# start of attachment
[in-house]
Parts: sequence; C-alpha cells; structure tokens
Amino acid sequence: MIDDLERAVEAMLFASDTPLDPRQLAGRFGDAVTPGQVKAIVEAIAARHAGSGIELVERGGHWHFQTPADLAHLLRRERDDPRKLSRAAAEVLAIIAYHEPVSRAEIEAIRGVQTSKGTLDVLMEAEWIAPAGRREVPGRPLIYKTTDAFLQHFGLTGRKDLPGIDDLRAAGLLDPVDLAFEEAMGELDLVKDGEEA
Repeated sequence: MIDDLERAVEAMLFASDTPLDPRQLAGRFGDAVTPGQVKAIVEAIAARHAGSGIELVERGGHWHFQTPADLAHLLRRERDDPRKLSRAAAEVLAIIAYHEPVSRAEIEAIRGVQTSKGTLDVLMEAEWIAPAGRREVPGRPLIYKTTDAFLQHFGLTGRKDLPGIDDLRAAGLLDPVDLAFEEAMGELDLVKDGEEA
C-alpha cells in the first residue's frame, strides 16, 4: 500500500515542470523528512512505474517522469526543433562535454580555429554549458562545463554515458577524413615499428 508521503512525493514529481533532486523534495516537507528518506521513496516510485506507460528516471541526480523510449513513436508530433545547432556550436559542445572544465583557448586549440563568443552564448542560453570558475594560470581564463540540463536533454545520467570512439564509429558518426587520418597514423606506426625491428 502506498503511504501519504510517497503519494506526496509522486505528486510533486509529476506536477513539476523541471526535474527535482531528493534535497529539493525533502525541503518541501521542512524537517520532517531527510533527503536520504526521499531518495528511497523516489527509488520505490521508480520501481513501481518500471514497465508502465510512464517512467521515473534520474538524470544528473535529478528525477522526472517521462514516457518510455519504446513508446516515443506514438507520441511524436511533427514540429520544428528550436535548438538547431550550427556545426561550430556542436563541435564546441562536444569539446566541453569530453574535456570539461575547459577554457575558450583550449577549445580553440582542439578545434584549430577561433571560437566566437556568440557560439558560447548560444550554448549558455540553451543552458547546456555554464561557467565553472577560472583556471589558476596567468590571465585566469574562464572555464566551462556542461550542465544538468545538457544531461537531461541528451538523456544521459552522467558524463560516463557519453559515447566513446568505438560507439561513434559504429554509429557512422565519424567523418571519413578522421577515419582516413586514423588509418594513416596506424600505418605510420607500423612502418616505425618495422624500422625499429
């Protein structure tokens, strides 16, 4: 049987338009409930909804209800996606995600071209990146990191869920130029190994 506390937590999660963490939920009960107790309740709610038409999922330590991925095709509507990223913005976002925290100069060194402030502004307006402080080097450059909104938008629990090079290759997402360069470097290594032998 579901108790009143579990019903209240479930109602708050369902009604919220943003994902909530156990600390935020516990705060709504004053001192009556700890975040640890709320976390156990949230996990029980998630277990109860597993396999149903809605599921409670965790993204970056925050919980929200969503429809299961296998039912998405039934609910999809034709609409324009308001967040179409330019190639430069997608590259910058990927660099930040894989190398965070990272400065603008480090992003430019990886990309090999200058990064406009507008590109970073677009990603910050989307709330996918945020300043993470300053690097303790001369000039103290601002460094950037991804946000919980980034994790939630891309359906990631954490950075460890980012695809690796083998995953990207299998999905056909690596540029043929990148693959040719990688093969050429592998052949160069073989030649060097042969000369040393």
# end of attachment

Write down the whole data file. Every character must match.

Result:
[in-house]
Parts: sequence; C-alpha cells; structure tokens
Amino acid sequence: MIDDLERAVEAMLFASDTPLDPRQLAGRFGDAVTPGQVKAIVEAIAARHAGSGIELVERGGHWHFQTPADLAHLLRRERDDPRKLSRAAAEVLAIIAYHEPVSRAEIEAIRGVQTSKGTLDVLMEAEWIAPAGRREVPGRPLIYKTTDAFLQHFGLTGRKDLPGIDDLRAAGLLDPVDLAFEEAMGELDLVKDGEEA
Repeated sequence: MIDDLERAVEAMLFASDTPLDPRQLAGRFGDAVTPGQVKAIVEAIAARHAGSGIELVERGGHWHFQTPADLAHLLRRERDDPRKLSRAAAEVLAIIAYHEPVSRAEIEAIRGVQTSKGTLDVLMEAEWIAPAGRREVPGRPLIYKTTDAFLQHFGLTGRKDLPGIDDLRAAGLLDPVDLAFEEAMGELDLVKDGEEA
C-alpha cells in the first residue's frame, strides 16, 4: 500500500515542470523528512512505474517522469526543433562535454580555429554549458562545463554515458577524413615499428 508521503512525493514529481533532486523534495516537507528518506521513496516510485506507460528516471541526480523510449513513436508530433545547432556550436559542445572544465583557448586549440563568443552564448542560453570558475594560470581564463540540463536533454545520467570512439564509429558518426587520418597514423606506426625491428 502506498503511504501519504510517497503519494506526496509522486505528486510533486509529476506536477513539476523541471526535474527535482531528493534535497529539493525533502525541503518541501521542512524537517520532517531527510533527503536520504526521499531518495528511497523516489527509488520505490521508480520501481513501481518500471514497465508502465510512464517512467521515473534520474538524470544528473535529478528525477522526472517521462514516457518510455519504446513508446516515443506514438507520441511524436511533427514540429520544428528550436535548438538547431550550427556545426561550430556542436563541435564546441562536444569539446566541453569530453574535456570539461575547459577554457575558450583550449577549445580553440582542439578545434584549430577561433571560437566566437556568440557560439558560447548560444550554448549558455540553451543552458547546456555554464561557467565553472577560472583556471589558476596567468590571465585566469574562464572555464566551462556542461550542465544538468545538457544531461537531461541528451538523456544521459552522467558524463560516463557519453559515447566513446568505438560507439561513434559504429554509429557512422565519424567523418571519413578522421577515419582516413586514423588509418594513416596506424600505418605510420607500423612502418616505425618495422624500422625499429
């Protein structure tokens, strides 16, 4: 049987338009409930909804209800996606995600071209990146990191869920130029190994 506390937590999660963490939920009960107790309740709610038409999922330590991925095709509507990223913005976002925290100069060194402030502004307006402080080097450059909104938008629990090079290759997402360069470097290594032998 579901108790009143579990019903209240479930109602708050369902009604919220943003994902909530156990600390935020516990705060709504004053001192009556700890975040640890709320976390156990949230996990029980998630277990109860597993396999149903809605599921409670965790993204970056925050919980929200969503429809299961296998039912998405039934609910999809034709609409324009308001967040179409330019190639430069997608590259910058990927660099930040894989190398965070990272400065603008480090992003430019990886990309090999200058990064406009507008590109970073677009990603910050989307709330996918945020300043993470300053690097303790001369000039103290601002460094950037991804946000919980980034994790939630891309359906990631954490950075460890980012695809690796083998995953990207299998999905056909690596540029043929990148693959040719990688093969050429592998052949160069073989030649060097042969000369040393």